Saturday, 6 July 2013

30 on 30

In a mere few weeks my birthday will come around I will be 30 years old. Depending on your age whilst reading this you will have several different opinions on ‘turning 30’. If you are in your teens you will think its OLD. In your twenties you will fool yourself that you’ll be cool with turning 30 yourself, when really the idea of it probably makes you heave. If you are 40+ you’ll maybe look back fondly and think your thirties were a highlight or a bit of a turning point, and if you are in your 60’s you will probably wonder what all the fuss is about and tell me to find something more important to worry about.
The truth is I’m not worried. I’m excited. For once in my life I’m looking forward to this new decade instead of looking back with regret. I’m facing the next few years with anticipation that things will be better as I leave my twenties behind. 
I’m slowly but surely coming to terms with the fact that Crohn’s Disease will always play a massive part in my life. I have resigned myself to working on what I can control, how I let it affect my head and my heart. It may well ravage my body but the minute it gets into my mind that’s when I know I have work to do.
So as I approach the status of a full blown woman of the world (or Scotland at least), what words of wisdom can I impart to those of you living as I do, with chronic illness and/or hot-stepping it into a new decade? Almost like I planned it, here are my 30 musings on the matter...

 30.  It’s ok to feel sad. Crohn’s is a horribly intrusive disease; you are allowed a few moments to wallow. Let yourself grieve for your old body, your old life and the plans you’ve perhaps had to scale down. Don’t be hard on yourself for letting go from time to time.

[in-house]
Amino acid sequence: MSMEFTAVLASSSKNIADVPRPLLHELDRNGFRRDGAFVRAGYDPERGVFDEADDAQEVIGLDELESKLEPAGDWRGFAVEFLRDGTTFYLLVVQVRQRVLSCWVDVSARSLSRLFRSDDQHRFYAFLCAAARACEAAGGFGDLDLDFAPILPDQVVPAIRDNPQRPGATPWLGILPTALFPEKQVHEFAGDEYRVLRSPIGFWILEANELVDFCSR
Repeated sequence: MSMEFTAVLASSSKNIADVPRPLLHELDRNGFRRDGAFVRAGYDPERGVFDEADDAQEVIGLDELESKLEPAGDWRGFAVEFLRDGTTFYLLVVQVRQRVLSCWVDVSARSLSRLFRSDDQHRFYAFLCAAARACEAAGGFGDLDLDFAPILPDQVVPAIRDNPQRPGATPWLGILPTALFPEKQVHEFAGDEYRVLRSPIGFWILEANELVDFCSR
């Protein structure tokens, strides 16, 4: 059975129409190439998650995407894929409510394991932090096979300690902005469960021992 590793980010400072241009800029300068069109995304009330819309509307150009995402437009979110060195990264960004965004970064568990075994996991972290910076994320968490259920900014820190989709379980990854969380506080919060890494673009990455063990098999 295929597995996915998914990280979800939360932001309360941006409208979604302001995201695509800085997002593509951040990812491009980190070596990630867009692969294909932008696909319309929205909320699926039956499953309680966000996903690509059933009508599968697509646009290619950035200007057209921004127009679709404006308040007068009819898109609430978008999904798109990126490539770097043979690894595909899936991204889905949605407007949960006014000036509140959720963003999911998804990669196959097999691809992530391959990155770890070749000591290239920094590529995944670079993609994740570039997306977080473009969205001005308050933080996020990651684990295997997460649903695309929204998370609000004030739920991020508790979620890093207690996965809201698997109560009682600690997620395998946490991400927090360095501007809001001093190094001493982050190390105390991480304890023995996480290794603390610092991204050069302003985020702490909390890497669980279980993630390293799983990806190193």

29. Allow yourself to be cared for. If someone loves you enough to want to help you then accept it. Don’t be a martyr to your illness.

28.  Be prepared for the fact you may lose friends. Or ‘acquaintances’. Often illness isn’t ‘fun’ therefore in their mind neither are you. It’s no big loss. The people who are there for you love you unconditionally; you’ll find them through the mist.

27.  Make yourself happy. Easier said than done I know, but bring yourself joy when you are well, find what you love and put your energy into it, don’t let your disease stop you from ANYTHING.
26. Be patient. Bear in mind it may be a struggle establishing what’s best for you, doctors and nurses are doing their utmost to get you well, so don’t make it any harder for either of you during that process.

25.  On the other side of the coin, speak up. If you feel let down, tell someone. If you are concerned about your health then speak to whom it may concern, and don’t take no for an answer.
24.  Learn all you can about your condition. You are in the midst of the most challenging time of your life, you need to be as prepared as you can for what lies ahead. Things are never as bad as they seem, and it makes it a million times easier to deal with whatever’s thrown at you when you are forearmed.

23.   Might sound a bit hypocritical considering you’re reading this on a personal blog, but keep some things private. The world and it’s wife doesn’t need to know about your latest bowel movement.

22.  Protect yourself. Keep the things that matter close and don’t allow yourself to get caught up in that which won’t keep you warm at night. Treasure what’s real and what matters above all else.